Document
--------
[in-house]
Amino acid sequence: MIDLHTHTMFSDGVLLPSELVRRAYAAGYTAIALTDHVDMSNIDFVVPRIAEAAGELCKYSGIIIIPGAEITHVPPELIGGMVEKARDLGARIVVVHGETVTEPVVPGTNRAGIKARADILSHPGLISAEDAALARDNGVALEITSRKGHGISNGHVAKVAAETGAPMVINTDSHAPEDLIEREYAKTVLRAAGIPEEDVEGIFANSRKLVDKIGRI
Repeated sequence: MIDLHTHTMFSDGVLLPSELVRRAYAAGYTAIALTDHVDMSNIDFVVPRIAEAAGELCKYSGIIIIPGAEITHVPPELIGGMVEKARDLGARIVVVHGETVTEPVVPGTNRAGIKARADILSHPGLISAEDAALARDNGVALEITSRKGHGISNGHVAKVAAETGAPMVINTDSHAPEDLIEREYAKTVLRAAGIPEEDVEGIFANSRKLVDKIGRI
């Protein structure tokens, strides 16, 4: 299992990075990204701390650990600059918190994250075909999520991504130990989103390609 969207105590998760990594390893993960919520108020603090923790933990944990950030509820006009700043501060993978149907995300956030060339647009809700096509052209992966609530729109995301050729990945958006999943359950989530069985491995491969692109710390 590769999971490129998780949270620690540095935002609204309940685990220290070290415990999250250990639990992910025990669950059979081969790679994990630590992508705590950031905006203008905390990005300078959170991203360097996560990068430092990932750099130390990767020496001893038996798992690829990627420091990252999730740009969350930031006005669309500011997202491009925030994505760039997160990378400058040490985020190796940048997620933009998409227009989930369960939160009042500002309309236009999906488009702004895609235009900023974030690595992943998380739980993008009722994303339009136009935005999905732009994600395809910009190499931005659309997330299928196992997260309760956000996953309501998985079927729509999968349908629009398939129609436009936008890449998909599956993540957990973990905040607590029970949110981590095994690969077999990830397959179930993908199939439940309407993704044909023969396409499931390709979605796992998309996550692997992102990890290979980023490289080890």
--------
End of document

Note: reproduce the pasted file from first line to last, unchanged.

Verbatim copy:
[in-house]
Amino acid sequence: MIDLHTHTMFSDGVLLPSELVRRAYAAGYTAIALTDHVDMSNIDFVVPRIAEAAGELCKYSGIIIIPGAEITHVPPELIGGMVEKARDLGARIVVVHGETVTEPVVPGTNRAGIKARADILSHPGLISAEDAALARDNGVALEITSRKGHGISNGHVAKVAAETGAPMVINTDSHAPEDLIEREYAKTVLRAAGIPEEDVEGIFANSRKLVDKIGRI
Repeated sequence: MIDLHTHTMFSDGVLLPSELVRRAYAAGYTAIALTDHVDMSNIDFVVPRIAEAAGELCKYSGIIIIPGAEITHVPPELIGGMVEKARDLGARIVVVHGETVTEPVVPGTNRAGIKARADILSHPGLISAEDAALARDNGVALEITSRKGHGISNGHVAKVAAETGAPMVINTDSHAPEDLIEREYAKTVLRAAGIPEEDVEGIFANSRKLVDKIGRI
């Protein structure tokens, strides 16, 4: 299992990075990204701390650990600059918190994250075909999520991504130990989103390609 969207105590998760990594390893993960919520108020603090923790933990944990950030509820006009700043501060993978149907995300956030060339647009809700096509052209992966609530729109995301050729990945958006999943359950989530069985491995491969692109710390 590769999971490129998780949270620690540095935002609204309940685990220290070290415990999250250990639990992910025990669950059979081969790679994990630590992508705590950031905006203008905390990005300078959170991203360097996560990068430092990932750099130390990767020496001893038996798992690829990627420091990252999730740009969350930031006005669309500011997202491009925030994505760039997160990378400058040490985020190796940048997620933009998409227009989930369960939160009042500002309309236009999906488009702004895609235009900023974030690595992943998380739980993008009722994303339009136009935005999905732009994600395809910009190499931005659309997330299928196992997260309760956000996953309501998985079927729509999968349908629009398939129609436009936008890449998909599956993540957990973990905040607590029970949110981590095994690969077999990830397959179930993908199939439940309407993704044909023969396409499931390709979605796992998309996550692997992102990890290979980023490289080890």